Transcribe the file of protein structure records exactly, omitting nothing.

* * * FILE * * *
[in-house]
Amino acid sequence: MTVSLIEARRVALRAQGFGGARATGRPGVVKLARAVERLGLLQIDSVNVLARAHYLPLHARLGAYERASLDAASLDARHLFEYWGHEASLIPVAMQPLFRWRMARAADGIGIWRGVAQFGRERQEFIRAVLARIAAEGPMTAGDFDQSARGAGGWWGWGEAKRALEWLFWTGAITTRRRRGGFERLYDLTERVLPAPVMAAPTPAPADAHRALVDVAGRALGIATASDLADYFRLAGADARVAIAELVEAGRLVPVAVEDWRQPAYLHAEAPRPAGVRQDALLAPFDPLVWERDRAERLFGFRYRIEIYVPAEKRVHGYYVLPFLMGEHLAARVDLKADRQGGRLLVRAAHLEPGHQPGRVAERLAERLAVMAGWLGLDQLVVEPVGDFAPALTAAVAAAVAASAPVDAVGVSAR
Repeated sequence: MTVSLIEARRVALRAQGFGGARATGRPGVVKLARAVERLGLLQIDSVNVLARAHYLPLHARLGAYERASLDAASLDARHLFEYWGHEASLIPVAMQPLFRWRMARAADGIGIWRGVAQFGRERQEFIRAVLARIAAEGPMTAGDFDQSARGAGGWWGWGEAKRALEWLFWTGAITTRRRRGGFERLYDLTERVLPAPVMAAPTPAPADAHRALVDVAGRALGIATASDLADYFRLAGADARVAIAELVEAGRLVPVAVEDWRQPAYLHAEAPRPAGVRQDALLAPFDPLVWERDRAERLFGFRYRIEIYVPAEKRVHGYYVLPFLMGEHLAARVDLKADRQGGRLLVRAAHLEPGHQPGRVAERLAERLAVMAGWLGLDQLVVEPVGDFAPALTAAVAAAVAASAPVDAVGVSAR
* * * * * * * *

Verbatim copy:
[in-house]
Amino acid sequence: MTVSLIEARRVALRAQGFGGARATGRPGVVKLARAVERLGLLQIDSVNVLARAHYLPLHARLGAYERASLDAASLDARHLFEYWGHEASLIPVAMQPLFRWRMARAADGIGIWRGVAQFGRERQEFIRAVLARIAAEGPMTAGDFDQSARGAGGWWGWGEAKRALEWLFWTGAITTRRRRGGFERLYDLTERVLPAPVMAAPTPAPADAHRALVDVAGRALGIATASDLADYFRLAGADARVAIAELVEAGRLVPVAVEDWRQPAYLHAEAPRPAGVRQDALLAPFDPLVWERDRAERLFGFRYRIEIYVPAEKRVHGYYVLPFLMGEHLAARVDLKADRQGGRLLVRAAHLEPGHQPGRVAERLAERLAVMAGWLGLDQLVVEPVGDFAPALTAAVAAAVAASAPVDAVGVSAR
Repeated sequence: MTVSLIEARRVALRAQGFGGARATGRPGVVKLARAVERLGLLQIDSVNVLARAHYLPLHARLGAYERASLDAASLDARHLFEYWGHEASLIPVAMQPLFRWRMARAADGIGIWRGVAQFGRERQEFIRAVLARIAAEGPMTAGDFDQSARGAGGWWGWGEAKRALEWLFWTGAITTRRRRGGFERLYDLTERVLPAPVMAAPTPAPADAHRALVDVAGRALGIATASDLADYFRLAGADARVAIAELVEAGRLVPVAVEDWRQPAYLHAEAPRPAGVRQDALLAPFDPLVWERDRAERLFGFRYRIEIYVPAEKRVHGYYVLPFLMGEHLAARVDLKADRQGGRLLVRAAHLEPGHQPGRVAERLAERLAVMAGWLGLDQLVVEPVGDFAPALTAAVAAAVAASAPVDAVGVSAR